Inspection of lime calcining in bottle kiln at Caravigno (D. Ellsmore photo)
The freshly burnt quicklime is fed into a rotary drum slaking tank from which putty is dumped into large settling tanks, where it remains until it is milled and bagged for sale in a range of putties and mortars for masonry and plaster works.
Mortar mill blending lime and crushed limestone aggregate to produce fine mortar (D. Ellsmore photo)
From Caravigno, we travelled to a more extensive lime production plant at Fasano, where waste wood from wood-working processes at the site is the source of fuel for four bottle kilns. The processes are the same as at Caravigno, though on a larger scale and with further post-production of specialist products including lime paints and decorative finishing material such as cocciopesto (lime with fine-ground terra cotta).
Bottle kilns at Calce Viva, Fasano (K. Horrigan photo)
Rotary slaking at Calce Viva, Fasano (D. Ellsmore photo)
After visiting the lime works at Caravigno and Fasano, we inspected a trulli conservation project with Aldo Flore near Locorotondo. Here it was enlightening to obtain first-hand details of how the traditional cone-shaped structures – which were entirely basic and primitive at the time of their construction – are being adapted to address the architectural challenges of climatic control, damp management and seismic stabilisation. Aldo has managed many similar issues in Puglia and has emerged with specialised knowledge of the building type and adaptation and re-use.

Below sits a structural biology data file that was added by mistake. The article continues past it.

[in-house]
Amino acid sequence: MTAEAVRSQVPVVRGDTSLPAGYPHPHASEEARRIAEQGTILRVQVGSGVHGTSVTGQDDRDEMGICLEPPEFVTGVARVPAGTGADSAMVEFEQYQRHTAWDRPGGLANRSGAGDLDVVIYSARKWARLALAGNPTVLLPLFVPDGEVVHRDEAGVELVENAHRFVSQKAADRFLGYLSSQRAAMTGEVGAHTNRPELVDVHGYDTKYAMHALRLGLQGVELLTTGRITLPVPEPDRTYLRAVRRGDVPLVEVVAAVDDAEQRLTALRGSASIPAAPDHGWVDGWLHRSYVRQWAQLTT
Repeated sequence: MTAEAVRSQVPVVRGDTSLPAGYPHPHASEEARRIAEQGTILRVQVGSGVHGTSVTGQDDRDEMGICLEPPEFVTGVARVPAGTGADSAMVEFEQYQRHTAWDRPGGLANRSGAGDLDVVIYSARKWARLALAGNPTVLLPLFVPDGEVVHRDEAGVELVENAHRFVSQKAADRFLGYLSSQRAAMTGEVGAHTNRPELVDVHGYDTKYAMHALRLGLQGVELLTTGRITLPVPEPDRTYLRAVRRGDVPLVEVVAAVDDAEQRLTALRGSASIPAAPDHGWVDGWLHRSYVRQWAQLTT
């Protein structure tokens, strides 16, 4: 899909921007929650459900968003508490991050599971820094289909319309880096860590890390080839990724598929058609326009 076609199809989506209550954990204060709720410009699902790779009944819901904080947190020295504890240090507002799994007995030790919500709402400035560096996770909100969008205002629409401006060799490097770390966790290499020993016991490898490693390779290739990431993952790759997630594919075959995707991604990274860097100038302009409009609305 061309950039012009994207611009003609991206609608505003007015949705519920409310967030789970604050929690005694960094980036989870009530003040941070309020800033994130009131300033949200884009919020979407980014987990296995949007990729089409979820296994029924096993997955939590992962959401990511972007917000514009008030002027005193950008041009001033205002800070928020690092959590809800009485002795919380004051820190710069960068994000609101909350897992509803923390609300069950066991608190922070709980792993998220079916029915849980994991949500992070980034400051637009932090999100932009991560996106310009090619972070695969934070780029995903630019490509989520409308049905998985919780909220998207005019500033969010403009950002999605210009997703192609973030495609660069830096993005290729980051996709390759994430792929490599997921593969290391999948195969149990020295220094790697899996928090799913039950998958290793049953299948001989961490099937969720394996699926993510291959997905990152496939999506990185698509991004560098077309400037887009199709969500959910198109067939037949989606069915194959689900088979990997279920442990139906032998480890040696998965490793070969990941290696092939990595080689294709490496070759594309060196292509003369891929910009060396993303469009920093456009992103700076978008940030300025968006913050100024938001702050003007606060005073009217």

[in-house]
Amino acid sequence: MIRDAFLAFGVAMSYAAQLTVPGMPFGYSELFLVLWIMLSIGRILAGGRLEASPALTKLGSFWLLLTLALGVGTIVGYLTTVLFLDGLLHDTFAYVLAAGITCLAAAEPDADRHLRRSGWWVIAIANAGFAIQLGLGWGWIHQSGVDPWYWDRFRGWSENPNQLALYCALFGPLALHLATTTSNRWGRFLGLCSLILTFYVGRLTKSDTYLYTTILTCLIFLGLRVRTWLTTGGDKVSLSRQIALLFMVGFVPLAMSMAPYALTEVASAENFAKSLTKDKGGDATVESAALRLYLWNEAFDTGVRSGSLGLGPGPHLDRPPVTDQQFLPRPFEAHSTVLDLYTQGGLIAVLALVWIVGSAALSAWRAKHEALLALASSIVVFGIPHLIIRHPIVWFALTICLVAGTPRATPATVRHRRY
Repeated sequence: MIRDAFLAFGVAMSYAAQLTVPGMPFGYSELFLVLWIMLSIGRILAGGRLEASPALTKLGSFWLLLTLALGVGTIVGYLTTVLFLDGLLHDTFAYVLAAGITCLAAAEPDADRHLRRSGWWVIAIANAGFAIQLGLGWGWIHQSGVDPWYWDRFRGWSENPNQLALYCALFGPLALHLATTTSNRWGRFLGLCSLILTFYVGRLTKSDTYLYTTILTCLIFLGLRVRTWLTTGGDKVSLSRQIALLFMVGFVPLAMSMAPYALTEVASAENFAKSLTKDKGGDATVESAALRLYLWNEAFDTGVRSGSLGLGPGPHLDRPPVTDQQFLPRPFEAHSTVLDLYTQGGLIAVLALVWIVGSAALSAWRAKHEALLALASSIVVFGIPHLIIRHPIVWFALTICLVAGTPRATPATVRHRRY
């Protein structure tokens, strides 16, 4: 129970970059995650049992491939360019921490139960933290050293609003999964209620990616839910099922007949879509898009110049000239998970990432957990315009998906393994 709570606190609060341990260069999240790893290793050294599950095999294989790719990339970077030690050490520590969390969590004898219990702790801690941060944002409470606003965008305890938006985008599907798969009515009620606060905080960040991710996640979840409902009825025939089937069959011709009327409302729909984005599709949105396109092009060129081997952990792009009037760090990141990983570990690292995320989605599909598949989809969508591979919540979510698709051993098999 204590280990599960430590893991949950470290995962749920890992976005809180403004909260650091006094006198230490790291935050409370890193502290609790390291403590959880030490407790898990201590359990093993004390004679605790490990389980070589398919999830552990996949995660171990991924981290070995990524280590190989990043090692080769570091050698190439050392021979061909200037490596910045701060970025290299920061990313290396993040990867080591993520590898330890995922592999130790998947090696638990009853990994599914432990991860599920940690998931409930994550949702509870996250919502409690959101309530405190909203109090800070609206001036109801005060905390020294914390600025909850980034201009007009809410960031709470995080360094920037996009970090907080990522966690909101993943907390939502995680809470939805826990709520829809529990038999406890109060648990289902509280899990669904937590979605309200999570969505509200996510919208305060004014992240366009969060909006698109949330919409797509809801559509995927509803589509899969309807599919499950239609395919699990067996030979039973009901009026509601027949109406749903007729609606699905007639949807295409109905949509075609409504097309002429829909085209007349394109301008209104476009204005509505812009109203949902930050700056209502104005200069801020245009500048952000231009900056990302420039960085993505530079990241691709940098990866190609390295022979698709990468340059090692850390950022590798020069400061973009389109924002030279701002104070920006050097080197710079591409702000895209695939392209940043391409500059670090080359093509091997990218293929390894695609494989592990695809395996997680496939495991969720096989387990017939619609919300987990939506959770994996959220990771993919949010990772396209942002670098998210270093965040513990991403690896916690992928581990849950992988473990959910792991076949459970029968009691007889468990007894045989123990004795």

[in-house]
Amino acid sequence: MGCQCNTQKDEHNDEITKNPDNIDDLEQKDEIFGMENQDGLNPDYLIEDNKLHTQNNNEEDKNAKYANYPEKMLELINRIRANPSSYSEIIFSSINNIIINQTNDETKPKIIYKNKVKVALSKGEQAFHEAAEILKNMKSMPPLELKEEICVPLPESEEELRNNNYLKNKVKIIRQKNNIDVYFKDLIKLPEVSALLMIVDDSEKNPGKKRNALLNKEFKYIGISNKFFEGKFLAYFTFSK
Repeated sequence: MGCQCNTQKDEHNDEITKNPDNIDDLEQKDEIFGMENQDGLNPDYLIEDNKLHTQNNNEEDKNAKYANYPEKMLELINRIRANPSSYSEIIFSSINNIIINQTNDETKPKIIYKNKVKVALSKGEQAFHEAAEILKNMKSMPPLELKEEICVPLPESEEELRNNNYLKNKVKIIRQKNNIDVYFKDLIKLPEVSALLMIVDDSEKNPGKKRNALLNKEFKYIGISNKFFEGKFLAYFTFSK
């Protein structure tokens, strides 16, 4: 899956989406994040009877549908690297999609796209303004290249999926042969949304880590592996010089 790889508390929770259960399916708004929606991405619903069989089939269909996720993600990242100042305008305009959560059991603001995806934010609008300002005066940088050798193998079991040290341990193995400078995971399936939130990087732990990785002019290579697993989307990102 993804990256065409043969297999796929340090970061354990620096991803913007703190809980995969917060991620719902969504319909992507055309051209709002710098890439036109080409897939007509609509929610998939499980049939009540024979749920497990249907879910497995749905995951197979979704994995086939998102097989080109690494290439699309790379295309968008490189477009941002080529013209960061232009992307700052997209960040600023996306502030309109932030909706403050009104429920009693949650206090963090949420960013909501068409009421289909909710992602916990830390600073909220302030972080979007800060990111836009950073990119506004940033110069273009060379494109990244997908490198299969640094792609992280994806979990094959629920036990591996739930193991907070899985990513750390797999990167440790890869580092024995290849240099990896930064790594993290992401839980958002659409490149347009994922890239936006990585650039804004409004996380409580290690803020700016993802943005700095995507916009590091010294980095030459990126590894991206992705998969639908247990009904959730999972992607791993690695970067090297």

Seismic stabilisation with reinforced concrete ring beams at trullo conservation site, near Fasano (D. Ellsmore photo)
Aldo Flore discusses traditional water collection, storage and management at trullo (D. Ellsmore photo)
The renowned food and wine of Puglia featured in the group’s next stop where a superb late lunch was served by chef Stefano and his infamously grumpy cameriere at Osteria del Cocopazza (pazza means crazy in Italian) in the centro storico of the hill town of Martina Franca. Time was limited for an extensive walking tour of the historic centre but good memories of the gorgeous historic city will re-surface again when memories of the lunch eventually settle!
On day four, the group got seriously into trulli and more food at Casa Cilona, near Ceglie Messapica with Puglia-based American architect Amanda Roelle, who provides educational programs on trulli, and host/chef Tonino. Amanda led the group on a walking tour of a collection of abandoned, though largely intact, trulli in a gorgeous bucolic landscape at Pascarosa.